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A while ago I was chatting with a Japanese man and when he introduced himself instead of using 「申す」 or 「言う」 he used 「垂オます」, as in (His name)と垂オます.

Can this be used in the same way as 「申す」 and 「言う」 or is reserved exclusively for introductions? How is it read? What's the origin? I initially assumed it was a typo but it seems unusual to get those kanji from a typo for the above (unless I'm overlooking something).

I haven't talked to him since so I haven't been able to ask him personally about it but if you guys have seen it before or could clarify it I would be greatly appreciative.

33

It's not real Japanese. It's a munged version of 申します.


In Shift_JIS encoding, only the first byte is guaranteed to have the high bit set, which means the second byte can sometimes be the same as a character in the ASCII range. This happens with U+7533 , for which the second byte is encoded as 0x5C \.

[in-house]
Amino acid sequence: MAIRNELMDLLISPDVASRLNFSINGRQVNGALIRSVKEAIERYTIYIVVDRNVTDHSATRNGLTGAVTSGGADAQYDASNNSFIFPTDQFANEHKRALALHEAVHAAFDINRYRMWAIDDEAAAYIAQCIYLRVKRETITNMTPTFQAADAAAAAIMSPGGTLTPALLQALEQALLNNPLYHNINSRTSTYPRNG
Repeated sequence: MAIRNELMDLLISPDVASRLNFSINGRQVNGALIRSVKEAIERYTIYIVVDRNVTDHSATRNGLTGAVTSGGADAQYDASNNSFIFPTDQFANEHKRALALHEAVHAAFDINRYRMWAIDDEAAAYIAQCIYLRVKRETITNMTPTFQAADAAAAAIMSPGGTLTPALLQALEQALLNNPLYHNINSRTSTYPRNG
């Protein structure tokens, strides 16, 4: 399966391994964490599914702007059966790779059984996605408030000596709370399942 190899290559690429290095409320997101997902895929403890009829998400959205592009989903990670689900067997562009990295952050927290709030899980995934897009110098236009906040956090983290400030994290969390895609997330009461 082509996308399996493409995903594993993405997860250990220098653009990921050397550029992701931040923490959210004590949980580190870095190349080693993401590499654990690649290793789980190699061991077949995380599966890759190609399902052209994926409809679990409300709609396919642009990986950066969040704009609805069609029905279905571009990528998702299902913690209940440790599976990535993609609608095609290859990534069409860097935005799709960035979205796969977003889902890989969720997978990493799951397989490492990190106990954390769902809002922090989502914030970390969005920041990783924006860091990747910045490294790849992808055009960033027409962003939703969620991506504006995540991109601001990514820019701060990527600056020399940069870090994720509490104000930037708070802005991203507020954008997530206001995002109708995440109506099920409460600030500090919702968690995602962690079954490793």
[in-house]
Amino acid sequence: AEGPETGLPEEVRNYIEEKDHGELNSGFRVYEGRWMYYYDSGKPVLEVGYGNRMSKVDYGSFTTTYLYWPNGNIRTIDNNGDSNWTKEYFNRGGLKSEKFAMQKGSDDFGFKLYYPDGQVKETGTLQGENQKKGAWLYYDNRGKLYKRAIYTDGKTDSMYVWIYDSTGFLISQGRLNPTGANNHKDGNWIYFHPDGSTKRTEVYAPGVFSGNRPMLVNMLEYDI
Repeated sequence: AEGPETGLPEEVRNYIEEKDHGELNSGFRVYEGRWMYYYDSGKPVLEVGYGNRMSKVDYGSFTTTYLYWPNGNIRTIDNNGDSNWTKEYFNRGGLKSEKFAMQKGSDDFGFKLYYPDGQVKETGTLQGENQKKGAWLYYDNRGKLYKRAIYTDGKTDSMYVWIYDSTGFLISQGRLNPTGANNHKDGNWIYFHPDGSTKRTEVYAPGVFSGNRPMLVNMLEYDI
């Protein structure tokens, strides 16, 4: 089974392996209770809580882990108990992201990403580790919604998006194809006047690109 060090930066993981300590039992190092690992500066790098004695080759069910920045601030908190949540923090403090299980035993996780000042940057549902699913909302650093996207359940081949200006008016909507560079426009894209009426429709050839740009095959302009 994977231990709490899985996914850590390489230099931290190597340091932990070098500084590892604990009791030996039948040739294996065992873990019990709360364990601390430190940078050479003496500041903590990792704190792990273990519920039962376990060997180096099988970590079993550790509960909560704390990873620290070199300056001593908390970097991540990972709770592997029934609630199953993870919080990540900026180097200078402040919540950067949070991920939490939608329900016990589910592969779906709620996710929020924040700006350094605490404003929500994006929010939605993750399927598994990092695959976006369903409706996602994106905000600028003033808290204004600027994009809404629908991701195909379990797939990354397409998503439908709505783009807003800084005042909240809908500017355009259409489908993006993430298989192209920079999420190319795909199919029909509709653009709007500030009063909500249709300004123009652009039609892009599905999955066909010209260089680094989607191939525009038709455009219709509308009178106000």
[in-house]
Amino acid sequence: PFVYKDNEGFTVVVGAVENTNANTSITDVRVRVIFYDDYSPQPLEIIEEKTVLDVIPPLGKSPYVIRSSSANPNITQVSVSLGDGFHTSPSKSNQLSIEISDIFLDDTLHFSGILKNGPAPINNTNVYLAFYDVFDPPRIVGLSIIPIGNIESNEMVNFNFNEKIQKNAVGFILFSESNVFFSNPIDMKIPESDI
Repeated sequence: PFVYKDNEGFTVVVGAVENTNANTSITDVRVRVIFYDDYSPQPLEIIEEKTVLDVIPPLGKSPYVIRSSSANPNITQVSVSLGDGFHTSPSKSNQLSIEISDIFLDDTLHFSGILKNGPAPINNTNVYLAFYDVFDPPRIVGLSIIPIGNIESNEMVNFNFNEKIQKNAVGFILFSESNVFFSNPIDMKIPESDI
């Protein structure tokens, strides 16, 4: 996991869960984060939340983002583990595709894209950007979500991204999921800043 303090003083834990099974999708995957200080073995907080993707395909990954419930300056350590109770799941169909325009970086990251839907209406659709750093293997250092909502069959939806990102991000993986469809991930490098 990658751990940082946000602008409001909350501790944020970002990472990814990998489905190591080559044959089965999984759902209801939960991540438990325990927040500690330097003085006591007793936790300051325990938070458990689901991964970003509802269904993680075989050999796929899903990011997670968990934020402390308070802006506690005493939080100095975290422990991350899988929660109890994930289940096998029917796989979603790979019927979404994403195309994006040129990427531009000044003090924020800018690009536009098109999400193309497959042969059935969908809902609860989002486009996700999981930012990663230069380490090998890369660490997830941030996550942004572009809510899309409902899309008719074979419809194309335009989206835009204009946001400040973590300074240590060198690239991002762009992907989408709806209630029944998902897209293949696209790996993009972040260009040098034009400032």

If someone is using software that tries to strip backslashes in an encoding-unaware manner, that 0x5C \ will unfortunately go missing, munging the string and turning 申します into 垂オます.

Let's take a look at how 申します is encoded in Shift_JIS:

  $ echo -n '申します' | iconv -f UTF-8 -t SHIFT-JIS | hexdump -C
  00000000  90 5c 82 b5 82 dc 82 b7                           |.\......|

See? There's the backslash. Let's remove it with sed:

  $ echo -n '申します' | iconv -f UTF-8 -t SHIFT-JIS | sed 's,\\,,' | hexdump -C
  00000000  90 82 b5 82 dc 82 b7                              |.......|

And here's what the munged string looks like:

  $ echo '申します' | iconv -f UTF-8 -t SHIFT-JIS | sed 's,\\,,' | iconv -f SHIFT-JIS -t UTF-8
  垂オます

So you're right, it's not a typo. Some software at some point down the line must have tried to remove backslashes while the string was Shift_JIS-encoded.

  • 7
    Wow, +1. How in the world did you realize this was what happened? – Darius Jahandarie Dec 11 '15 at 21:42
  • That answer is actually amazing, I clearly asked this question in the right place! Thank you! – mattb Dec 12 '15 at 0:38
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    @DariusJahandarie This problem is getting less prominent these days as most software adopt UTF-8, but this has been one of the most annoying bugs on using encoding-unaware foreign software. Here's the list of characters which have 0x5C's at the second byte. Interestingly, in the Perl 5.6 era, "ヤカン" =~ /ポット/ was true and "運転免許" =~ /運転/ was false :-) – naruto Dec 12 '15 at 4:04

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